Big names in the Latin American culinary scene touched down in Uruguay’s exclusive beach town for one of the most anticipated gastronomic festivals of the year: Punta del Este’s Aromas y Sabores. In its eleventh year, chefs and bartenders from Uruguay, Argentina, Colombia, Spain, and Chile came to participate in a three-day event of cooking classes, seminars, tastings, and visits to the region’s best restaurants.
Punta del Este’s Gastronomic Corporation invited chefs on the rise like Augusto Mayer and Leo Lanussol of Proper in Argentina, Gustavo Sáez of 99 in Chile, Juan José Carmona of El Lago in Spain, Santiago Maciás of I Latina in Argentina, Matías Palomo of Sukalde in Chile, Mariano Ramon of Gran Dabbang in Argentina, and Campari’s Ambassador bartender Sebastián Atienza. It also featured local chefs like María Elena Marftetán from Lo de Tere and Federico Desseno of Marisimo and La Cantina del Vigia.
THE COOKING DEMONSTRATIONS
The family beachside restaurant, Lo de Tere, a Punta del Este culinary institution, has served loyal meat-eating customers for years. But with the help from visionary chef María Elena Marfetan, Lo de Tere is at the forefront to change the Uruguayan diet from carnivorous to pescatarian. At Aromas y Sabores, chef Marfetan spoke about the fishing communities and the importance of using local ingredients that come from the sea, like siri, a blue crab from Rocha, an area just outside of Punta del Este. Marfetan, along with other prominent chefs, organize multiple events across the country to promote the artisan fishing industry. One major festival, Aquí se pesca, aquí se cocina, or Here we fish, here we cook, brings together cooks and local fisherman to highlight all of the natural wonders from the Uruguayan coast.
If you have ever eaten at 99 Restaurante in Santiago, you probably already know not to skip dessert. Award-winning pastry chef and owner of 99, Gustavo Sáez, showed pure technique and flavor demonstrating a series of recipes.
Pan con palta, the riff off of the popular Chilean avocado toast breakfast, contains chocolate avocado (made out of a plastic avocado shaped mould), avocado mousse, lime gel, and cilantro. An inventive and delicious dish that truly represents the local food tradition in a totally modern way. Sáez also made a creamy zapallo (squash) ice cream, that may have been the most delicious single spoonful of the entire weekend.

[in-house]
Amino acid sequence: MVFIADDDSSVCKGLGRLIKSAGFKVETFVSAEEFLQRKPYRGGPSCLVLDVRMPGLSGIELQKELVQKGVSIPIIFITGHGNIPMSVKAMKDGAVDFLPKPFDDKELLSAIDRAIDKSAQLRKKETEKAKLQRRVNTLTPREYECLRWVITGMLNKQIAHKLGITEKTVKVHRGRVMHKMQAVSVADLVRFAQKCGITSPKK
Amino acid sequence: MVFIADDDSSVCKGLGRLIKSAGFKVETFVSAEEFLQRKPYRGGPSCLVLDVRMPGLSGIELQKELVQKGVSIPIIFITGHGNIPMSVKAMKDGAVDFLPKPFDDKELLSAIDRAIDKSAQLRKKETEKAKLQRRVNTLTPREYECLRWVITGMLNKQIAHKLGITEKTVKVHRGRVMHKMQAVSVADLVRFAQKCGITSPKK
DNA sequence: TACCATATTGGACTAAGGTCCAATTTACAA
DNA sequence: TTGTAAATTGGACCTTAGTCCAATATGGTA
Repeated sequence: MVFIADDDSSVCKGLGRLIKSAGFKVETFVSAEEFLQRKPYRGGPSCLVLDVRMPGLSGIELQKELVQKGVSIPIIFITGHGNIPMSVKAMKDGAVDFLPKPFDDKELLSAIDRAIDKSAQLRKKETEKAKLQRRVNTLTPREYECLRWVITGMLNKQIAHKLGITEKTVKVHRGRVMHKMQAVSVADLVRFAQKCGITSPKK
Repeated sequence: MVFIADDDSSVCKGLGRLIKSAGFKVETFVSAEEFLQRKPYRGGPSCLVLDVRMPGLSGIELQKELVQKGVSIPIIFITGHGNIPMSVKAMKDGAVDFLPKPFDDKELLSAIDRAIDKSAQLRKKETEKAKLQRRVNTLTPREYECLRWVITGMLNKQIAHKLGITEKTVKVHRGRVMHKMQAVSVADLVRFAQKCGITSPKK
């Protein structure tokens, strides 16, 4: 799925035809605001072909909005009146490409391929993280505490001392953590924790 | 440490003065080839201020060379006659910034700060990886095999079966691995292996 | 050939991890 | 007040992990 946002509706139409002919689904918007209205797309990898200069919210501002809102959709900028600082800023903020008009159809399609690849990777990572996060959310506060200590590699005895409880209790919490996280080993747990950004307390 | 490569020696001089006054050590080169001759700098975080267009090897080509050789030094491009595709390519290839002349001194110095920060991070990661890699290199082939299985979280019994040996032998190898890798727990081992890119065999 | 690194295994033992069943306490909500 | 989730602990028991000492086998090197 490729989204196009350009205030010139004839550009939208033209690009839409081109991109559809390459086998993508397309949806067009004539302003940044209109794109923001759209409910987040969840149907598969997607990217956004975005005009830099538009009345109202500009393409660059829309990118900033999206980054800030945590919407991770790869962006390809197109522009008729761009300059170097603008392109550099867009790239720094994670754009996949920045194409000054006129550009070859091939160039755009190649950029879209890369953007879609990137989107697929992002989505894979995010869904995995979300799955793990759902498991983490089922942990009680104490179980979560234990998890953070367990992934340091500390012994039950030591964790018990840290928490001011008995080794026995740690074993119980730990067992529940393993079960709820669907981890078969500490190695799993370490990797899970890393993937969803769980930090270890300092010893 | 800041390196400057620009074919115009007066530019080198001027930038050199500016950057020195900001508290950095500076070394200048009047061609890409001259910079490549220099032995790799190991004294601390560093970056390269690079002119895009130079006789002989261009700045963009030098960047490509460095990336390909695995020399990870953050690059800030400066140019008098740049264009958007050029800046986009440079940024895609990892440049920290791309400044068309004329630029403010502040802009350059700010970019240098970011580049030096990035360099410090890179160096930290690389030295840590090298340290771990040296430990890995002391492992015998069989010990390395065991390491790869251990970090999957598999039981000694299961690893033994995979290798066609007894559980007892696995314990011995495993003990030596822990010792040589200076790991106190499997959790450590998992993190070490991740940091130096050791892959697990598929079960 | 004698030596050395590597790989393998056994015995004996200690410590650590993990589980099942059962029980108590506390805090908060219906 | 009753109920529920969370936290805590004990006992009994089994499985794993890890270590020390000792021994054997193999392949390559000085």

Chefs Mariano Ramon (Gran Dabbang) and Leo Lanussol (Proper) took their bromance to the stage for a Proper+Dabbang cooking class. Their message was simple: the only way for gastronomy to evolve is if chefs lose the ego and work together. “Proper and Dabbang are only a block away, so instead of acting as competition, we support one another,” the chefs said. “When Dabbang is closed for vacation, we put a sign up on the door that says to go to Proper. And when Proper is closed, they tell their customers to go to Dabbang.”
The two cooks each prepared several simple dishes, showing various versatile techniques that could be used in different recipes, like how to make homemade butter, chipá, pickled onions and spicy tomato chutney. The audience favorite? Ramon’s chipá with cardamon and coconut milk creamed corn, spicy tomato chutney, and cilantro.
Matías Palomo of Sukalde demonstrated a series of Chilean recipes, where he gave each one a creative Chilean twist. Palomo prepared caldillo de congrio, a popular Chilean fish stew, and accompanied it with a poem by Neruda. The innovation? The poem was written on potato “paper” with squid ink, and completely edible (and delicious).
Santiago Macías, chef and owner of I Latina in Buenos Aires, brought flavors from Colombia and the Caribbean by using ingredients unknown to many of the culinary students, but available in Uruguay. Fried plantains, arepas, and a tropical ceviche were among the highlights.
The hit: Barú-style fish ceviche with coconuts, mango, lychee, and shrimp.
GETTING TO KNOW PUNTA DEL ESTE
Beyond the daily seminars and cooking classes, invited guests had a chance to learn more about Punta del Este’s budding restaurant and wine scene. The first night kicked off at Lo de Tere. Here, María Elena Marfetan’s tasting menu represented the Uruguayan coastline using ingredients like blue crab, seabream, salicornia, and algae. Gastón Figún, sommelier and member of the Punta del Este Gastronomic Association, chose local Uruguayan wines for all the festivities from wineries like Bodega Garzón and Viña Eden. Other visits included a mega asado at the incredible Playa Vik in José Ignacio, a multi-course feast featuring roasted bone-marrow, caviar egg, and octopus at Gastón Yelicich’s Cuatro Mares, and the rustic Cantina del Vigía for a spread of wood-fired seasonal dishes. The closing lunch? No visit to the Uruguayan coast is complete without a trek to José Ignacio and a chance to eat at what might be possibly the most quintessential beachside restaurant, La Huella. While the kitchen brought out nearly every dish on the menu — empanadas, grilled fish, tiraditos, homemade pizzas, grass-fed beef, pasta, grilled vegetables, fried calamari — the chefs wanted one thing: the entire sushi bar.
Aromas y Sabores Festival 2017, Punta del Este
For more information about Aromas y Sabores, and other Punta del Este food festivals, contact the Corporación Gastronómica de Punta del Este.
Photos by Juan Manuel Real